How to Introduce Your Children to Organic Gardening

Children have a natural fascination with growing things. You can foster that natural interest by introducing them to organic gardening. Here are some ideas for participating with your kids in the organic garden.

1. Start small, and maybe even indoors. Sprout alfalfa seeds, chives, or other easy-growers in the window sill.

2. Consider container gardening for your child’s first outdoor organic garden. Container gardening is very flexible, and lends itself easily to organic methods. Tomatoes, bell peppers, cucumbers, and other vegetables can be grown in containers. Many flowers and herbs do well in pots as well. Because the plants are contained, problems like insects and weeds are easier to manage by organic means.

The Many Uses of Weeds

Did you know that weeds can be useful?  You may have the idea that weeds are just big problems.  If this is your mindset, you may be using herbicides and mowing your lawn when you really don’t need to.  While you probably want to have a garden and lawn that looks nice, it may be time to start thinking a bit differently about weeds.

Weeds are Rehabilitators

Believe it or not, there are some weeds out there that are actually rehabilitators.  While some weeds are definitely a big detriment to the other plants, there are some weeds that can help save your landscape.  One Australian by the name of Peter Andrews has actually been working to use weeds for the purpose of rehabilitation.  This is what he refers to as “natural sequence farming.”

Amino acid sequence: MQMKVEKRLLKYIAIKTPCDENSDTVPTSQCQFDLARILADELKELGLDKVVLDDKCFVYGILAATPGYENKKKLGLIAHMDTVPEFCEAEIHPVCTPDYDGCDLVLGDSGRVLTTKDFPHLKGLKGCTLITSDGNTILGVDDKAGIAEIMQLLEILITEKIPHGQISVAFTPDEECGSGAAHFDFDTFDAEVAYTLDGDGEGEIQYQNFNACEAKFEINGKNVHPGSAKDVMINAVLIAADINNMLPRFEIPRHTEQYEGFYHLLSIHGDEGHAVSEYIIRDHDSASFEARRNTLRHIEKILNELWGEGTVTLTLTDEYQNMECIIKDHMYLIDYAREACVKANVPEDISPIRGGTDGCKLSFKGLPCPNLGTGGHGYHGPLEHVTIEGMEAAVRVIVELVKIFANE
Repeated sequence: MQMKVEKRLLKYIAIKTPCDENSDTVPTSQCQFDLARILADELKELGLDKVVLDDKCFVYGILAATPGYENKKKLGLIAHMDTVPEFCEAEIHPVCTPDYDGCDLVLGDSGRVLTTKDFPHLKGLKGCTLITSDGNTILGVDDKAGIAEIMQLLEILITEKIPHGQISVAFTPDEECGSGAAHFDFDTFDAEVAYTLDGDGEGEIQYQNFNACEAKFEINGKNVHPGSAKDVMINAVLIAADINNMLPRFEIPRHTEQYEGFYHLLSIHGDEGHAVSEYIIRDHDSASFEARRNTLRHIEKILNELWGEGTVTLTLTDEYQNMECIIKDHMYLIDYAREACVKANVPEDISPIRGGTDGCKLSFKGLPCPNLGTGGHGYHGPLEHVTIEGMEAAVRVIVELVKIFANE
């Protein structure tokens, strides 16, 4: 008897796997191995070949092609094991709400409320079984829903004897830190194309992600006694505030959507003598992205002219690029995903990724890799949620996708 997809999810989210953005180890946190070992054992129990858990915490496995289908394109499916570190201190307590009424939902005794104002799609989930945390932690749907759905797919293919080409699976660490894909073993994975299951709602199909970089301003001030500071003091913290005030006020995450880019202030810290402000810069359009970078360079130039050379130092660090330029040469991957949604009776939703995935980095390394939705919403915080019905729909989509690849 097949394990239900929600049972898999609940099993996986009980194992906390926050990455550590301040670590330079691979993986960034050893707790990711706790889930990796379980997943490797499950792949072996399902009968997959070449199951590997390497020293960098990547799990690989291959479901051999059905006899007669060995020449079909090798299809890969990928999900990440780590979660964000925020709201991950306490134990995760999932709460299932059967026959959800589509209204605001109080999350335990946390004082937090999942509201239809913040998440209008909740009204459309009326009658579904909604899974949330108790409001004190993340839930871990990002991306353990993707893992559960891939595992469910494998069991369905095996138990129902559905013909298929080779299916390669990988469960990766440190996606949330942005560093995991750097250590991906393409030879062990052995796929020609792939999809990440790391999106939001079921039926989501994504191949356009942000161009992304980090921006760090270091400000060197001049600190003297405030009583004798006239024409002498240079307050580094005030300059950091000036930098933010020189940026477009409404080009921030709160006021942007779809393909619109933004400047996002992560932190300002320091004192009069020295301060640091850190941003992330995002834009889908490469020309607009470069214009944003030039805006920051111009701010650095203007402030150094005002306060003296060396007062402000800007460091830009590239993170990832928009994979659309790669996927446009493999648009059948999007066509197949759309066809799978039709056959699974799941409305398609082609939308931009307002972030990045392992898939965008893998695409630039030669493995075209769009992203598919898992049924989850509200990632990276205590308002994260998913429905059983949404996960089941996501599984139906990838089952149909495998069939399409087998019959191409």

Start Your First Vegetable Garden

Having a vegetable garden of your own is definitely a great option.  It is the beginning of April now and you may be wondering if you can start your garden now and how to go about taking on this task.  If you haven’t done gardening in the past or you would like to know how to do it more successfully, here are some tips and ideas that can help you out.

First of all, you need to realize that there are many different climate zones out there.  Not every climate is going to be the same.  However, in many climates, mid March is a great time to begin some of the cold weather crops, which can include radishes, salad greens, and even peas.  You can also start some of your other plants, such as tomatoes inside.

Embrace New Gardening Tips with the Changing Climate

Only someone living in a cave or under a rock will not be able to observe the climate change happening now.  We have unusual weather patterns where the winter season is colder and the summer season is hotter, not to mention that the seasons now overlap more than ever.  As many will say, you can smell it in the air, see it on the ground and feel it in your bones.

So what is a gardener to do when gardening heavily depends on the climate?  Well, let’s adapt to the changes, of course!  This is what our forefathers did before us and we can certainly do it again.

Select Native Plants

Creating a Backyard Habitat

Creating a backyard habitat with your children can be a very exciting endeavor, and a great way to teach children the importance of being friendly to the creatures and plants that we share our planet with.  Creating this is a way that you and your family can take land that was developed for your use, and making it suitable for the plants and animals that once resided in the location.  Natural animal and plant habitats are destroyed daily so that people can develop the land into other things.  These lands may be used to build homes, businesses, recreational areas, schools, and more.  The process of deforestation and even pollution can also have an impact on natural habitats.  Here, you will learn some important facts and tips on creating a backyard habitat.